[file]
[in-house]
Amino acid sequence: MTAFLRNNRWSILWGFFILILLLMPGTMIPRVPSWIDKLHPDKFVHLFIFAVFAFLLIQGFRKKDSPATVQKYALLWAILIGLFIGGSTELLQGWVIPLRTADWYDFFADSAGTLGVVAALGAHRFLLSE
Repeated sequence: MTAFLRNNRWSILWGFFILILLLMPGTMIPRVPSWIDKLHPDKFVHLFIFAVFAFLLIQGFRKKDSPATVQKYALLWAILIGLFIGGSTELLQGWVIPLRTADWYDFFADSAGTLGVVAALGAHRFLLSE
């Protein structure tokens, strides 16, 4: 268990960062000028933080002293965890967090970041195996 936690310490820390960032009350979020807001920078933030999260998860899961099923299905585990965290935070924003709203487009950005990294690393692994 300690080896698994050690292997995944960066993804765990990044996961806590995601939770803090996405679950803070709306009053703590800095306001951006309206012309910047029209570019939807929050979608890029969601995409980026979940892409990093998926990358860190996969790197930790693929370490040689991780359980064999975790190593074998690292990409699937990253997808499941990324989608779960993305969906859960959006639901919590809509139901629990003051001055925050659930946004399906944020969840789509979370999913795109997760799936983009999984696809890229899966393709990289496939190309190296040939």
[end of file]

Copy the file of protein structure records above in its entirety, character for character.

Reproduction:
[in-house]
Amino acid sequence: MTAFLRNNRWSILWGFFILILLLMPGTMIPRVPSWIDKLHPDKFVHLFIFAVFAFLLIQGFRKKDSPATVQKYALLWAILIGLFIGGSTELLQGWVIPLRTADWYDFFADSAGTLGVVAALGAHRFLLSE
Repeated sequence: MTAFLRNNRWSILWGFFILILLLMPGTMIPRVPSWIDKLHPDKFVHLFIFAVFAFLLIQGFRKKDSPATVQKYALLWAILIGLFIGGSTELLQGWVIPLRTADWYDFFADSAGTLGVVAALGAHRFLLSE
């Protein structure tokens, strides 16, 4: 268990960062000028933080002293965890967090970041195996 936690310490820390960032009350979020807001920078933030999260998860899961099923299905585990965290935070924003709203487009950005990294690393692994 300690080896698994050690292997995944960066993804765990990044996961806590995601939770803090996405679950803070709306009053703590800095306001951006309206012309910047029209570019939807929050979608890029969601995409980026979940892409990093998926990358860190996969790197930790693929370490040689991780359980064999975790190593074998690292990409699937990253997808499941990324989608779960993305969906859960959006639901919590809509139901629990003051001055925050659930946004399906944020969840789509979370999913795109997760799936983009999984696809890229899966393709990289496939190309190296040939």